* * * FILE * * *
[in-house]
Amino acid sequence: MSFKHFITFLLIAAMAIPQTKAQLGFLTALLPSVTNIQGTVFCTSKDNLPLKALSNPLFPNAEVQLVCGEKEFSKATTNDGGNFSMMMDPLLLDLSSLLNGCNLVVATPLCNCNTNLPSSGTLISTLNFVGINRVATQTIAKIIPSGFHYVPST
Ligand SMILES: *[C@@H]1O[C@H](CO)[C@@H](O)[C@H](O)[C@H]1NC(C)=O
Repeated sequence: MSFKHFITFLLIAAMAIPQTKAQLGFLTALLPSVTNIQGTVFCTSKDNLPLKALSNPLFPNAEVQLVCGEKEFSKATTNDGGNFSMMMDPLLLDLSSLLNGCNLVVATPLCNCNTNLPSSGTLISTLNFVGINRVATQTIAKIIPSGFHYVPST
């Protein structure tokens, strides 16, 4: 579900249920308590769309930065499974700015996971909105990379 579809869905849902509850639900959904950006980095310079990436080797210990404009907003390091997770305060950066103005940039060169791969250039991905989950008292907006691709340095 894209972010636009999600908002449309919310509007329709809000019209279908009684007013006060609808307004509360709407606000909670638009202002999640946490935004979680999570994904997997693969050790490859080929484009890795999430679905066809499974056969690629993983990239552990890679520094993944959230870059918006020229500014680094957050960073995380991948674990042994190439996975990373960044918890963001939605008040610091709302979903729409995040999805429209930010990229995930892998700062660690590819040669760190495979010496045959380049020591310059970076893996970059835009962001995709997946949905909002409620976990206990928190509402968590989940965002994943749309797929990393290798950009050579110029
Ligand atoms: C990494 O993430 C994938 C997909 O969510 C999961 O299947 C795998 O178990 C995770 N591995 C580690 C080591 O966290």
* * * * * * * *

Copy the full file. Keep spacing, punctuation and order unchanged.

[in-house]
Amino acid sequence: MSFKHFITFLLIAAMAIPQTKAQLGFLTALLPSVTNIQGTVFCTSKDNLPLKALSNPLFPNAEVQLVCGEKEFSKATTNDGGNFSMMMDPLLLDLSSLLNGCNLVVATPLCNCNTNLPSSGTLISTLNFVGINRVATQTIAKIIPSGFHYVPST
Ligand SMILES: *[C@@H]1O[C@H](CO)[C@@H](O)[C@H](O)[C@H]1NC(C)=O
Repeated sequence: MSFKHFITFLLIAAMAIPQTKAQLGFLTALLPSVTNIQGTVFCTSKDNLPLKALSNPLFPNAEVQLVCGEKEFSKATTNDGGNFSMMMDPLLLDLSSLLNGCNLVVATPLCNCNTNLPSSGTLISTLNFVGINRVATQTIAKIIPSGFHYVPST
């Protein structure tokens, strides 16, 4: 579900249920308590769309930065499974700015996971909105990379 579809869905849902509850639900959904950006980095310079990436080797210990404009907003390091997770305060950066103005940039060169791969250039991905989950008292907006691709340095 894209972010636009999600908002449309919310509007329709809000019209279908009684007013006060609808307004509360709407606000909670638009202002999640946490935004979680999570994904997997693969050790490859080929484009890795999430679905066809499974056969690629993983990239552990890679520094993944959230870059918006020229500014680094957050960073995380991948674990042994190439996975990373960044918890963001939605008040610091709302979903729409995040999805429209930010990229995930892998700062660690590819040669760190495979010496045959380049020591310059970076893996970059835009962001995709997946949905909002409620976990206990928190509402968590989940965002994943749309797929990393290798950009050579110029
Ligand atoms: C990494 O993430 C994938 C997909 O969510 C999961 O299947 C795998 O178990 C995770 N591995 C580690 C080591 O966290």